As with everything God does, there is always order and symmetry. When God gave instructions to make the candlestick for the tabernacle, it was going to have the most wonderful meaning to it. It would be the very first “menorah.”
It was to have a main shaft with three shafts extending out from the main one on each side, making a seven-bowl lamp. It was to be beaten or shaped out of pure gold. God even told them how much gold to use; it was to be one talent (that is approximately 75 pounds of gold. In today’s market, the candlestick would be worth over 1.5 million dollars). Decorating the shafts of the stick were knops (bulges) then an almond flower. This pattern was to be repeated up each shaft. On the very top of the shaft, there was to be a bowl in the shape of an almond. By having the almond shape, the priest would fill it with olive oil and lay a long wick down into the oil. After soaking in the oil, he would then pull a small end of the wick over to the pointed end and let the wick lay there, ready to be lit.
The center shaft was always to be lit first, then the others were lit from the main light (or fire). On a menorah, the center shaft is called the “servant” candle (of course, this is one of the many names of titles for Jesus our Savior). When the tabernacle was assembled, there were boards that were connected with poles going through hoops on the back sides of the boards. These boards stood side by side, creating a solid wall of gold (remember they were to be covered in gold too). The “door” of the tabernacle (it would have been a tent flap) would be facing east. So, facing east, the candlestick was to be placed on the south side of the room.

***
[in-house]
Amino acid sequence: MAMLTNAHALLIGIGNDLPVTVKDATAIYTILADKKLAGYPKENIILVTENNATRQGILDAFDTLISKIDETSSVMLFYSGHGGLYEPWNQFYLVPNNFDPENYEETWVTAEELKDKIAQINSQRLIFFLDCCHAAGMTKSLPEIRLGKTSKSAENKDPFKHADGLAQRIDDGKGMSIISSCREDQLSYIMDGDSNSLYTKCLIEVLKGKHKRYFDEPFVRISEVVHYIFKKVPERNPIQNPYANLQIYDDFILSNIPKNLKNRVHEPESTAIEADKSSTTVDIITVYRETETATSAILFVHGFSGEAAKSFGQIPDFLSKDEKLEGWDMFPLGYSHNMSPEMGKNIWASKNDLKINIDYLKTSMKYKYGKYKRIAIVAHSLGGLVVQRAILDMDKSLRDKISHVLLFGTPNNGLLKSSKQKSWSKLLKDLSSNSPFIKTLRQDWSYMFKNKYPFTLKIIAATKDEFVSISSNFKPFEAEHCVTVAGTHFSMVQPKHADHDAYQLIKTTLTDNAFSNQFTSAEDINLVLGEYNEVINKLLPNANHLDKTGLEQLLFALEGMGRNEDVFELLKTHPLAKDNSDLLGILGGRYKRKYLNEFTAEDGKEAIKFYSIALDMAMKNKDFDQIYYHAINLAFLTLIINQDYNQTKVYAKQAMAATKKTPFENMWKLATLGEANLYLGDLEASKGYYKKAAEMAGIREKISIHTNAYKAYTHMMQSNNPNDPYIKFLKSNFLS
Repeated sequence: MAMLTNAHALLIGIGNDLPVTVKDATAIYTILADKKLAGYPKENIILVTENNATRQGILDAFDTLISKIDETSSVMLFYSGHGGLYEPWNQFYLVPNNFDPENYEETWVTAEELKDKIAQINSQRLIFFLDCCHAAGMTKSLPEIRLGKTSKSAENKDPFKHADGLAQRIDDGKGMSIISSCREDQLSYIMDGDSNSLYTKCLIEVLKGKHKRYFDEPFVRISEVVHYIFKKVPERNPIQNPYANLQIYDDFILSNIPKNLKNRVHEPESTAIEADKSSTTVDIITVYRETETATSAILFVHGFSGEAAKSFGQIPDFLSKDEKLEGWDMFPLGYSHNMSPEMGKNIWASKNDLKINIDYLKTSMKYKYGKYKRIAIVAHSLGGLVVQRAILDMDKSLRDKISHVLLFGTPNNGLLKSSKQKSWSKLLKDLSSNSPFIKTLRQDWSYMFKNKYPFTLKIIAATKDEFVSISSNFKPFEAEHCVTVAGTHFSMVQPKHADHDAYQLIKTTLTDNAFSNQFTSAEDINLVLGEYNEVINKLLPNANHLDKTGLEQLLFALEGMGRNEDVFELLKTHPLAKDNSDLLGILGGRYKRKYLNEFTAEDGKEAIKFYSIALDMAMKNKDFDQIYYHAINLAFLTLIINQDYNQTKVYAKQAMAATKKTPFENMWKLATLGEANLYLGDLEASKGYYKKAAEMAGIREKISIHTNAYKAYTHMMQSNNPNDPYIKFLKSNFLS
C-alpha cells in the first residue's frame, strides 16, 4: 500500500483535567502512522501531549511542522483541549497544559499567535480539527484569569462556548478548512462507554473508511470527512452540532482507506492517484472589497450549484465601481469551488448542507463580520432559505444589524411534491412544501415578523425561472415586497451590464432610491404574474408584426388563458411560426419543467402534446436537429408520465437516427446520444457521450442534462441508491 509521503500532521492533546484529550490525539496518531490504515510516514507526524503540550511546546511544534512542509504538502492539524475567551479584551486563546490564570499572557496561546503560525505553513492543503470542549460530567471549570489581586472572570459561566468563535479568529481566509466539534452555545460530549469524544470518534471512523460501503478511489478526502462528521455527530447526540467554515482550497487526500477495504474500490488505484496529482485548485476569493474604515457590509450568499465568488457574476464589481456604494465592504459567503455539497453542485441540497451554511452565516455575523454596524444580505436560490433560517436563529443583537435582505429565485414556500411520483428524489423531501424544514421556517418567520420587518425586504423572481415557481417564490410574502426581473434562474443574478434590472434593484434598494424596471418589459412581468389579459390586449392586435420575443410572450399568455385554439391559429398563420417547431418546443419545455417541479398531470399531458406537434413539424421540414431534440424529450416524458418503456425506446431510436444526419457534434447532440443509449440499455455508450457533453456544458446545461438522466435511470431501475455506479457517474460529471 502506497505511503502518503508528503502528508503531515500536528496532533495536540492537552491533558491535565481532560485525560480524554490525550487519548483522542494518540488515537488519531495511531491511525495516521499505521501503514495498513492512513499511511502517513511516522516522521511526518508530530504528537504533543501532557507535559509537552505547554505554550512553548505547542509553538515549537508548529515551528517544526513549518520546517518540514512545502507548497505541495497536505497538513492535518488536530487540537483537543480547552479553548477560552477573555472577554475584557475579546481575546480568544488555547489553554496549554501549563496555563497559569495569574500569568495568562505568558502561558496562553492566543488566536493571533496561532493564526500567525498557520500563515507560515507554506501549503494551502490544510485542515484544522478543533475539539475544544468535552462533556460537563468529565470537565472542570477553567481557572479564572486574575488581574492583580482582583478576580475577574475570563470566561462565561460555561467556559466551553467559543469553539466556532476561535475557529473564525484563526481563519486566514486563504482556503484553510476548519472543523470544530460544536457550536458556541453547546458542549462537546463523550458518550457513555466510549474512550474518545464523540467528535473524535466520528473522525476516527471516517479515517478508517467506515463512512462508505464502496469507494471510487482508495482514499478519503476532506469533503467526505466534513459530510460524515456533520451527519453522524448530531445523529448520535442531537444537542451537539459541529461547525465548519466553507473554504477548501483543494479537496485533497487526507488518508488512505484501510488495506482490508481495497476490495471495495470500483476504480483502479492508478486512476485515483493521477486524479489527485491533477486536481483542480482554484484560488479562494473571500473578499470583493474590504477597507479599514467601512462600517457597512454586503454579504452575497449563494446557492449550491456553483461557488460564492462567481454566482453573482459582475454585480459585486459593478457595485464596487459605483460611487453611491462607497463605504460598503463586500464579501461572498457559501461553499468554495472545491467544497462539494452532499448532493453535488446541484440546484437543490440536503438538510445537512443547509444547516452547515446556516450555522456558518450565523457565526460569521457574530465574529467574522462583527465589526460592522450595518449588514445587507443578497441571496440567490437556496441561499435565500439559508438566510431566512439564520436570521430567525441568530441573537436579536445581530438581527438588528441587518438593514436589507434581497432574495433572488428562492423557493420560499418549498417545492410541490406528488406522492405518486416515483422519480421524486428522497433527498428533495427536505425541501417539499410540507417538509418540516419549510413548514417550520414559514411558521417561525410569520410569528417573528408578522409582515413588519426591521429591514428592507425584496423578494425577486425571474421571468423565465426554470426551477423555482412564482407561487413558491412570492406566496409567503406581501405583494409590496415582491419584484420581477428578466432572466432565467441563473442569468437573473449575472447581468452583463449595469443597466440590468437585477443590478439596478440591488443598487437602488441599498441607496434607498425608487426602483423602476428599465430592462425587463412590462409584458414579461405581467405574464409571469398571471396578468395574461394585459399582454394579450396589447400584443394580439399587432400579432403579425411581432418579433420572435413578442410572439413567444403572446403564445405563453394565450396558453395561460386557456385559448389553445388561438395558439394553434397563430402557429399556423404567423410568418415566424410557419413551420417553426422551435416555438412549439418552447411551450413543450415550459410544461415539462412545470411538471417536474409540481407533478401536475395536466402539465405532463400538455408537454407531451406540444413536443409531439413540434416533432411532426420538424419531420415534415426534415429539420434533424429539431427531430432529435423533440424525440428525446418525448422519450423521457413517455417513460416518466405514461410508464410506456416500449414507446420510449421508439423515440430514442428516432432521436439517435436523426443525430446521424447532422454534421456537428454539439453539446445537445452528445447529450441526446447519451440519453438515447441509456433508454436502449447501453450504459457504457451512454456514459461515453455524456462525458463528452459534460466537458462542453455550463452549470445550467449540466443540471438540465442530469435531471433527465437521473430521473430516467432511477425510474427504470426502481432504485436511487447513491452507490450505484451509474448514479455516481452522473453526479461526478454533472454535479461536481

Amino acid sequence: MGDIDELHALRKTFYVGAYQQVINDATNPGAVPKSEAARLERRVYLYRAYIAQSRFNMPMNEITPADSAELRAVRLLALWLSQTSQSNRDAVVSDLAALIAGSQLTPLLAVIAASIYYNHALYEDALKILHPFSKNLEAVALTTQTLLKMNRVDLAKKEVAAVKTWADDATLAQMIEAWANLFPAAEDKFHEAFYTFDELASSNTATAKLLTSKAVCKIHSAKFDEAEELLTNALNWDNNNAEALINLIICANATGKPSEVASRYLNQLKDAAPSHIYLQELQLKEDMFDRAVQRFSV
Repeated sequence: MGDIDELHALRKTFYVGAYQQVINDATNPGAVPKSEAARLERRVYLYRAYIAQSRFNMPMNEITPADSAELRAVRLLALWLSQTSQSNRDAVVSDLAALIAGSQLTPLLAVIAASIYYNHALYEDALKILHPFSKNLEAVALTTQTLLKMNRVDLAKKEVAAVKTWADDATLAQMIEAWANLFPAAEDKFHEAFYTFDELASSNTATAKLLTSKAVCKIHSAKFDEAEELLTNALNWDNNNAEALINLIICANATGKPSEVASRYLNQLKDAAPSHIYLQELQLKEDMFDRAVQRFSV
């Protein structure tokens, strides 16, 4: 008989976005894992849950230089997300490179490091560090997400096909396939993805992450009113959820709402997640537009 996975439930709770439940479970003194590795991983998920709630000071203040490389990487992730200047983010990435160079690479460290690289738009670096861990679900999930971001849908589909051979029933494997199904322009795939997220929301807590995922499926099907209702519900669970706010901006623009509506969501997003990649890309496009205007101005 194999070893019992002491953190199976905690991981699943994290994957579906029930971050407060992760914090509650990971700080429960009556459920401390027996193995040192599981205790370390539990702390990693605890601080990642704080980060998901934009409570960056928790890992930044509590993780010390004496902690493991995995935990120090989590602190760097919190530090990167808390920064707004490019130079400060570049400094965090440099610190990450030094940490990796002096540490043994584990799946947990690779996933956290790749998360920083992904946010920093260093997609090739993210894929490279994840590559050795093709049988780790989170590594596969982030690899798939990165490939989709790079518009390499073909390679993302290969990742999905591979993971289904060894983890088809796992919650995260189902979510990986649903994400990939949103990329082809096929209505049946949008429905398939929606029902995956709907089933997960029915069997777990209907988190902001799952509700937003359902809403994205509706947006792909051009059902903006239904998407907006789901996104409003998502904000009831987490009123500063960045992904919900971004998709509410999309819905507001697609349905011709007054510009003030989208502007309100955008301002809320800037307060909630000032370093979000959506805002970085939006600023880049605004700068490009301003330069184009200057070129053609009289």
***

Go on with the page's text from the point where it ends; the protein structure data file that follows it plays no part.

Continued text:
Everyday Aaron and his sons were to come into the tabernacle, refill the lamp with oil, trim the wicks, making sure that the light never went out. Because of the gold walls, the light from the lamp illuminated the whole room, so they could see where to put out new bread each day on the shewbread table and burn incense on the altar before the curtain (the Ark of the covenant was located behind the thick curtain).
Here is a picture of Jesus, lighting the way for our service for Him, not bright light, but just enough to see where we need to be at the time. Fast forward to Revelation chapter two … John the Apostle describes for us what he sees in heaven. There is Jesus, standing in the middle of seven lampstands (He is always at the center). The lampstands represent the churches of Asia, and dispensations of time throughout church history. From one end of the scriptures to the other, God is always consistent, revealing Himself to us. The lampstand of the tabernacle was pure gold (representing Jesus and His Deity). It was to be beaten into shape (reminding us of how our Savior was beaten in our place). The oil of the lampstand represents the Holy Spirit and how He indwells us in this dispensation of church history.
The work of Aaron and his sons, shows how God wants to partner with us to accomplish His will here on earth. I find great beauty in all of this information. I hope that it has been a blessing for you to as we have looked into it together.